Murray Watts "Henri Nouwen - the Stage Play" | Episode Transcript
Karen Pascal: Hello, I’m Karen Pascal. I’m the Director of the Henri Nouwen Society. Welcome to a new episode of Henri Nouwen: Now and Then. Our goal at the Society is to extend the rich, spiritual legacy of Henri Nouwen to audiences around the world. Each week we endeavor to bring you something new that will enhance your knowledge of the writings of Henri Nouwen. We invite you to share these podcasts with your friends and family. Because we’re new to the world of podcasts, taking time to give us a review or a thumbs up will mean a great deal to us and will help us reach more people. Our goal is to allow the wisdom, honesty, and encouragement found in the life and the writings of Henri Nouwen to speak to a world hungry for meaning.
Now, let me take time to introduce today’s special program. This week we’re coming to you from New York City where we’ve been working with actors and our director, Kathy McGowan, on a new play based on the life of Henri Nouwen. We have co-commissioned this play with the Sheen Center for Thought and Culture here in New York City. My special guest today is our playwright Murray Watts. Murray hails from the very north of Scotland, so the collaboration brings together Canadians, Americans and the Brits, all of them creatives. I think Henri Nouwen would have loved the richness of this collaboration.
I’ve known Murray Watts for at least 20 years. He’s a wonderful, successful screenwriter, a playwright, and he has many credits to his name as an author as well. Most of all, he’s a dear friend whose creativity and spirituality I trust and I look forward to working with him right now on something which will bring to life Henri Nouwen to a new generation of seekers and scholars. That’s really what we’re all about. Murray why did you say yes to taking on this project?
Murray Watts: Well, it wasn’t a hard decision. I was very fortunate to meet Henri very briefly in 1993 at the Greenbelt Festival, which is a major arts festival. And I’ve just been there actually. I’ve had a show on there this summer, so it’s still going. And it’s an incredible event with wonderful speakers, people who are leading figures in the world of spirituality. And that’s why Henri was there. Desmond Tutu and all sorts of globally significant figures have been at Greenbelt. And I was very struck by that very brief meeting, really by him as a person. I had already read one or two of his books, but I went off and read a lot of other books so for quite some years he was speaking into my life through his writings. I was aware that he’d died, and died quite young, and it was always a matter of regret to me really that he hadn’t lived to old age and I would love to have just come to Toronto and just spent time with him. But he had been speaking to me over the years so when you got in touch with me and said well, what about the Henri Nouwen story, it wasn’t lighting a fire because that fire was already burning in my heart, but it was stoking it up and the flames rose higher really. And I thought, yeah, that would be so wonderful.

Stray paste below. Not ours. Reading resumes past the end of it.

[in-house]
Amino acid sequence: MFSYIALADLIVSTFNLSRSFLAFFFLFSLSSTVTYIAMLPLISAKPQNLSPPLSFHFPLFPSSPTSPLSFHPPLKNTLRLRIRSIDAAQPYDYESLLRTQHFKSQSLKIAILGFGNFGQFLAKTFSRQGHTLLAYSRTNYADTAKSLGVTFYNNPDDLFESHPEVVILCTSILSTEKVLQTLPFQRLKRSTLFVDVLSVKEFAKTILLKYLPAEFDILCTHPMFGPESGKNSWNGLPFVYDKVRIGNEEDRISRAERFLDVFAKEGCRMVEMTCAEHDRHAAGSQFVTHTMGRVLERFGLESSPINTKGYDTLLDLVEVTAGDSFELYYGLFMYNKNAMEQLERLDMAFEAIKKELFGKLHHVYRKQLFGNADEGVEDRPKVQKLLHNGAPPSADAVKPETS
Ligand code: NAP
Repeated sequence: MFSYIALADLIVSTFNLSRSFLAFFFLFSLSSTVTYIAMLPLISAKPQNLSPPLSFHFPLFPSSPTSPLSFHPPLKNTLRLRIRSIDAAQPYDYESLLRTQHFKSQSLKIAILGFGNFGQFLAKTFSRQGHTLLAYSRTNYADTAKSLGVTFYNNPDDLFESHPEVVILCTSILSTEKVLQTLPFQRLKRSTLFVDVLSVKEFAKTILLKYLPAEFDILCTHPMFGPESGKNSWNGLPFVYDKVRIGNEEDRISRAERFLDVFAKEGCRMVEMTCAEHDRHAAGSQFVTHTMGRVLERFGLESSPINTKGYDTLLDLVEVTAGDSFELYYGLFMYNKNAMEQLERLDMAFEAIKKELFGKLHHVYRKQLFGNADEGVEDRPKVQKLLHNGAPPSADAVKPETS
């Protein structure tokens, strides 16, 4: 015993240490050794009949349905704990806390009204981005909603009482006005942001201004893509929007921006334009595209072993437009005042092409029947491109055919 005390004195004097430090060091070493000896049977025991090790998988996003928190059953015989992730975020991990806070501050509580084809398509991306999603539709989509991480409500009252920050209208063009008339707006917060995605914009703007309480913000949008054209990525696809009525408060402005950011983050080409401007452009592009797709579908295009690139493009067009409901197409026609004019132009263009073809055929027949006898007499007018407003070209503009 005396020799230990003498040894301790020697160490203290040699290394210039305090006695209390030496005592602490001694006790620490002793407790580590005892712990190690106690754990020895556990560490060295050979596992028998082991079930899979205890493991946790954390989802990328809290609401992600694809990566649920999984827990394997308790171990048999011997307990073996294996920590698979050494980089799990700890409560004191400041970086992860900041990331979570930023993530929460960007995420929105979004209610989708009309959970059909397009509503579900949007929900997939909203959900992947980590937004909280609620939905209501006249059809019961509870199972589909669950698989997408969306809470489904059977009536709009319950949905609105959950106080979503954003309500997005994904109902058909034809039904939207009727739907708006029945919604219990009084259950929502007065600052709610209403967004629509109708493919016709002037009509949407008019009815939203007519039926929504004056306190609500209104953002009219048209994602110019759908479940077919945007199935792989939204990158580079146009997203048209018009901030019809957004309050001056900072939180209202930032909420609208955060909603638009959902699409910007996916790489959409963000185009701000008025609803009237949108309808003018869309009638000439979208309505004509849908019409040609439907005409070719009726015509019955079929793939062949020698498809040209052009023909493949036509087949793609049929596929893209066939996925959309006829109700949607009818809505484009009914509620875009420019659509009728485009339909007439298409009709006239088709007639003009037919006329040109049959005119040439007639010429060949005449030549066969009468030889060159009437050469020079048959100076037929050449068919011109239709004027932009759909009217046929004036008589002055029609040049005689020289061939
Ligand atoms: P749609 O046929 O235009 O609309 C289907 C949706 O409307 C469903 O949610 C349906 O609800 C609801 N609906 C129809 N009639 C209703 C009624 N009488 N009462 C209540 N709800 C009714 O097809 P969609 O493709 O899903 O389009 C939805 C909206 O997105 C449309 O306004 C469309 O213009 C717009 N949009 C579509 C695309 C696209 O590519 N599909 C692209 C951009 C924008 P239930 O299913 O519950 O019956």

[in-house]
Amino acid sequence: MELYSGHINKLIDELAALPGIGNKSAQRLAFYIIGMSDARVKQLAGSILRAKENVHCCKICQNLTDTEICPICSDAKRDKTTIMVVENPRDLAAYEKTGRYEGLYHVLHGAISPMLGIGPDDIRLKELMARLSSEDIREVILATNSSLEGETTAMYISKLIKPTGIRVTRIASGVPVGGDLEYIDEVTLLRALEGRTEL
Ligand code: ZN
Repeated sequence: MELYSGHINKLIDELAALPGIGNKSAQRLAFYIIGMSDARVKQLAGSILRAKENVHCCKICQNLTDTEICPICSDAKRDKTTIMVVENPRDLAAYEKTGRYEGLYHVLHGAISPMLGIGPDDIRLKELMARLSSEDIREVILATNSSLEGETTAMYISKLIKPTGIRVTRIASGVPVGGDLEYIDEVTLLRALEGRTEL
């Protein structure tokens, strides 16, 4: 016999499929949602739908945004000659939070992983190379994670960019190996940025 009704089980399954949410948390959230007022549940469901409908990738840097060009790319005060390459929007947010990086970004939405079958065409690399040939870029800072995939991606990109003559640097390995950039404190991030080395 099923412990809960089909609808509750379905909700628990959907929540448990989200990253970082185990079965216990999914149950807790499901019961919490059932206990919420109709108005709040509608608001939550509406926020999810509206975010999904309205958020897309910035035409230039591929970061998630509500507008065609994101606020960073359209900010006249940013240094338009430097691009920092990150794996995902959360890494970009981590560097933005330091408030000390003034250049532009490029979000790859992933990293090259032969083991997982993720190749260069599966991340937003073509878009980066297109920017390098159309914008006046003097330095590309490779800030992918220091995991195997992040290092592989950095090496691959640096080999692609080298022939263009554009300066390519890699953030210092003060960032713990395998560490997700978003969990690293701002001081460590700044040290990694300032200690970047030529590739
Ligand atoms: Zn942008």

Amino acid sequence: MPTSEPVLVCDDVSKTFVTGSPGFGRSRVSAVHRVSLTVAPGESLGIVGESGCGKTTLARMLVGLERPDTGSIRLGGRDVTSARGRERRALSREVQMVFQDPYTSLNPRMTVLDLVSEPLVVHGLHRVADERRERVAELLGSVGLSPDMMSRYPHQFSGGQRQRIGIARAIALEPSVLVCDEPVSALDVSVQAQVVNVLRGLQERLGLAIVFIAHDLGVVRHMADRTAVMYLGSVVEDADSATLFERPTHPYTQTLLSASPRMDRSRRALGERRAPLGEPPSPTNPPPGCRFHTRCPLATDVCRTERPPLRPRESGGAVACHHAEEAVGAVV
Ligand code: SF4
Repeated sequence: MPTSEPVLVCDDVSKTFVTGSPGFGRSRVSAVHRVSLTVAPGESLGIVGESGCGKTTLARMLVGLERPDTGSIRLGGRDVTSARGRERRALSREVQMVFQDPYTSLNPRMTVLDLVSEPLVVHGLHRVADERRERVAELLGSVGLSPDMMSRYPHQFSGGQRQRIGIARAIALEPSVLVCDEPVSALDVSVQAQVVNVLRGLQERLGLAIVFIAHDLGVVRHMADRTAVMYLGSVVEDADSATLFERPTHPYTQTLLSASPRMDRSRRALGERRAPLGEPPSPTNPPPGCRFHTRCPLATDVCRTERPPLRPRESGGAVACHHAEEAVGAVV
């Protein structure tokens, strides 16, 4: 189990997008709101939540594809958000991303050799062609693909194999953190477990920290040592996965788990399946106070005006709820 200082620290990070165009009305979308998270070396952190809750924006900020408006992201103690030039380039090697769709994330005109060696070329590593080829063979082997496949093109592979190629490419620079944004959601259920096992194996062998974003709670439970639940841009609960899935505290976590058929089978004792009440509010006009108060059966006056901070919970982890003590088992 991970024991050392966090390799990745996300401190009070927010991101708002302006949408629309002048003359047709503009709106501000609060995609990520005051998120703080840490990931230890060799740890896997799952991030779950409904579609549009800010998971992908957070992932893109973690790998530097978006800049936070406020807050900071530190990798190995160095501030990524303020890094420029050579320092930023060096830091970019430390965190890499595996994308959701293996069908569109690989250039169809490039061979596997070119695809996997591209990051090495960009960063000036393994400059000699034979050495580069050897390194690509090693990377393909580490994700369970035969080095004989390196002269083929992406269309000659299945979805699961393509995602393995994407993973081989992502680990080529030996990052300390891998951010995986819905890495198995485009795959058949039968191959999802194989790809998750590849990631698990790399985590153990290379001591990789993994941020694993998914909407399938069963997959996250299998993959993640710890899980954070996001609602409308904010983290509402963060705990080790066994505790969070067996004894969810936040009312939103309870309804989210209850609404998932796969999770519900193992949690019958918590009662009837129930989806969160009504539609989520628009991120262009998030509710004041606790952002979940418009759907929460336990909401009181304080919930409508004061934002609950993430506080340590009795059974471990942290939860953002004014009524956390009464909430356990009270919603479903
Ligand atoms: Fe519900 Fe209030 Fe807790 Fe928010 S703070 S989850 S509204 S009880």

Karen: It’s neat that we have a history, like this 20 years wasn’t just being friends, we actually have worked at projects together. We first looked at doing the story of John Newton and went quite far down that track. He did a wonderful script and then Amazing Grace came out and we said, okay, we have to put that aside for a time. There’ll be a time to tell John Newton’s story. And then we collaborated again on a wonderful piece on Eric Liddle, who was the character that we discovered in Chariots of Fire. And that was a wonderful project to work with you on. I mean, you have many screen credits and credits in the theatre. I was just so delighted to be able to say to the people here at the Sheen Center, “I think I’ve got the writer for you for this,” but it was your response that was so exciting, that Henri was an influence on you. What about Henri had kind of spoken into your life?
Murray: I think that … I grew up in a very Protestant world influenced by Scottish Presbyterianism, by Calvinism, by many powerful forces and many good forces. But I would say that there was a struggle for me growing up to understand the most basic fact that God is for you not against you. You are the beloved, he loves you. And now it’s so basic and it’s there in the kind of children’s choruses that I would’ve sung at Sunday school, ‘Jesus loves me this I know because the Bible tells me so,” but you can grow up in these wonderful traditions and miss that point and you can feel somehow originally bad if you like. The emphasis sometimes on the idea that we’re kind of doomed and that the solution is of course salvation and atonement and everything. But the danger with my tradition is that you speak a lot about light and joy and grace, but you live trying to earn God’s favor. And there was a lot of that in my mother’s background, she was from the Plymouth Brethren. There was a lot of it in my own life.